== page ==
Bryan Ferry | New Times Broward-Palm Beach

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Bryan Ferry

Bryan Ferry, the paradigm of rock 'n' roll freeze-frame, would never be so disheveled as to be frantic. But he can be urgent and persuasive -- qualities that dominate this album, his best in a good ten years. Paced by a propulsive, infectious cover of Dylan's "It's All Over Now, Baby Blue," the public face of Roxy Music has delivered a cohesive, hard-rocking disc. Unlike As Time Goes By, Ferry's appropriately languorous nod to Cole Porter, this one has more dimension. It references blues, cinema, and country icons and even incorporates the medieval: "Goddess of Love" tips a snap-brim hat to Marilyn Monroe, a Cajun-flavored "Goodnight Irene" salutes Leadbelly, Don Nix's "Goin' Down" is pretty damn bluesy, and the courtly "Ja Nun Hons Pris" is by Richard the Lionhearted (the king, not the rock group).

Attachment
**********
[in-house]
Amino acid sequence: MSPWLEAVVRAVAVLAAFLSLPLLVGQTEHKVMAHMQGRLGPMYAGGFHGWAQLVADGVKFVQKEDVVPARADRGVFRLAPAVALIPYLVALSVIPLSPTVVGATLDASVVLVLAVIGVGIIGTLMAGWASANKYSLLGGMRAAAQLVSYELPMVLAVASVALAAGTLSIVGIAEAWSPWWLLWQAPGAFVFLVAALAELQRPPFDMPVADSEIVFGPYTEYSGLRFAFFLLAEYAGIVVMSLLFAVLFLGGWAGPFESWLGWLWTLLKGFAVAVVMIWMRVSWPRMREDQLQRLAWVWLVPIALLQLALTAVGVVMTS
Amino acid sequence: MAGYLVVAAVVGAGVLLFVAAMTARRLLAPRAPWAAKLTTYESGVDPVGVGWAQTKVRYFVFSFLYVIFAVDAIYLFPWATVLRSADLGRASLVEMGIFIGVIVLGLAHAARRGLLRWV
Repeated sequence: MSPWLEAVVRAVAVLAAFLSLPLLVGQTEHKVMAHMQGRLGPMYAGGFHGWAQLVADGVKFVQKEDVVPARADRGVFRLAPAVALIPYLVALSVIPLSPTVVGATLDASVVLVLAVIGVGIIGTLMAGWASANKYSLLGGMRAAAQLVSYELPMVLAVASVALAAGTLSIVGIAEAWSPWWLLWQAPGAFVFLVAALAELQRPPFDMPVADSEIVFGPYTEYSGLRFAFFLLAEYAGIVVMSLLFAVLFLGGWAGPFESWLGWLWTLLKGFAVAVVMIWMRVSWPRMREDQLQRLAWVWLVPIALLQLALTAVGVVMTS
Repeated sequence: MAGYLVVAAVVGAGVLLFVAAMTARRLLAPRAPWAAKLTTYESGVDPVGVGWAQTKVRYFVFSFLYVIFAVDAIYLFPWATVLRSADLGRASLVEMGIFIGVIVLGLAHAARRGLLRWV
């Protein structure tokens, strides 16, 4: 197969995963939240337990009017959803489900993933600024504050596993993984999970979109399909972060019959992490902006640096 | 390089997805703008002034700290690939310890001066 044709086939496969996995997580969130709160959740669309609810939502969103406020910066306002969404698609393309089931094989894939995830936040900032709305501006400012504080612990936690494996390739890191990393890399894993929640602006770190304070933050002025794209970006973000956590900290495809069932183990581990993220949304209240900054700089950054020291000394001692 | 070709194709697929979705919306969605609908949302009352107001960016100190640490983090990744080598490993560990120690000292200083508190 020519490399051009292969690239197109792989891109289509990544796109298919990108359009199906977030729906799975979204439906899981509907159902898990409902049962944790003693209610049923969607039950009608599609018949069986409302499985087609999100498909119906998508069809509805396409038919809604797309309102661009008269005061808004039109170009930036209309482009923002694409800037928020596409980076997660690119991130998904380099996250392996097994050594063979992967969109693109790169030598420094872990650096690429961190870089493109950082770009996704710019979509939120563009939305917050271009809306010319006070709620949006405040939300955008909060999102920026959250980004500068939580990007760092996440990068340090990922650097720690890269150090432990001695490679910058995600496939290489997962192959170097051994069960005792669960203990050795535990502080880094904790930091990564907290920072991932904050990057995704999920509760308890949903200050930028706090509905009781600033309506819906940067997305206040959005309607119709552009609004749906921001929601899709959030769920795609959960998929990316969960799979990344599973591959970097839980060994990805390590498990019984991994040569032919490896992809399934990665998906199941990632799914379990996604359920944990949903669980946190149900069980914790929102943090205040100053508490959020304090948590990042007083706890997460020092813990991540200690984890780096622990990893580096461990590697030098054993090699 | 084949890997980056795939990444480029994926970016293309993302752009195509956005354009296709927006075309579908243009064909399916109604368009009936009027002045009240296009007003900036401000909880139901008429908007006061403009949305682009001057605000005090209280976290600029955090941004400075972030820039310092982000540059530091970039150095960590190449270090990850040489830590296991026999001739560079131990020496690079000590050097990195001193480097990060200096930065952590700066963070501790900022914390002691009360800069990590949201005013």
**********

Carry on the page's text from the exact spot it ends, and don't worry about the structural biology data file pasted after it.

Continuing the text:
As always, there's a rueful undercurrent to Ferry's music. The haunting "A Fool for Love," widescreen "San Simeon," and oddly bouncy "Nobody Loves Me" reveal the self-pity and narcissism that Ferry somehow manages to make appealing. Ultimately, of course, what makes any Ferry project work is high style, which Frantic has to burn.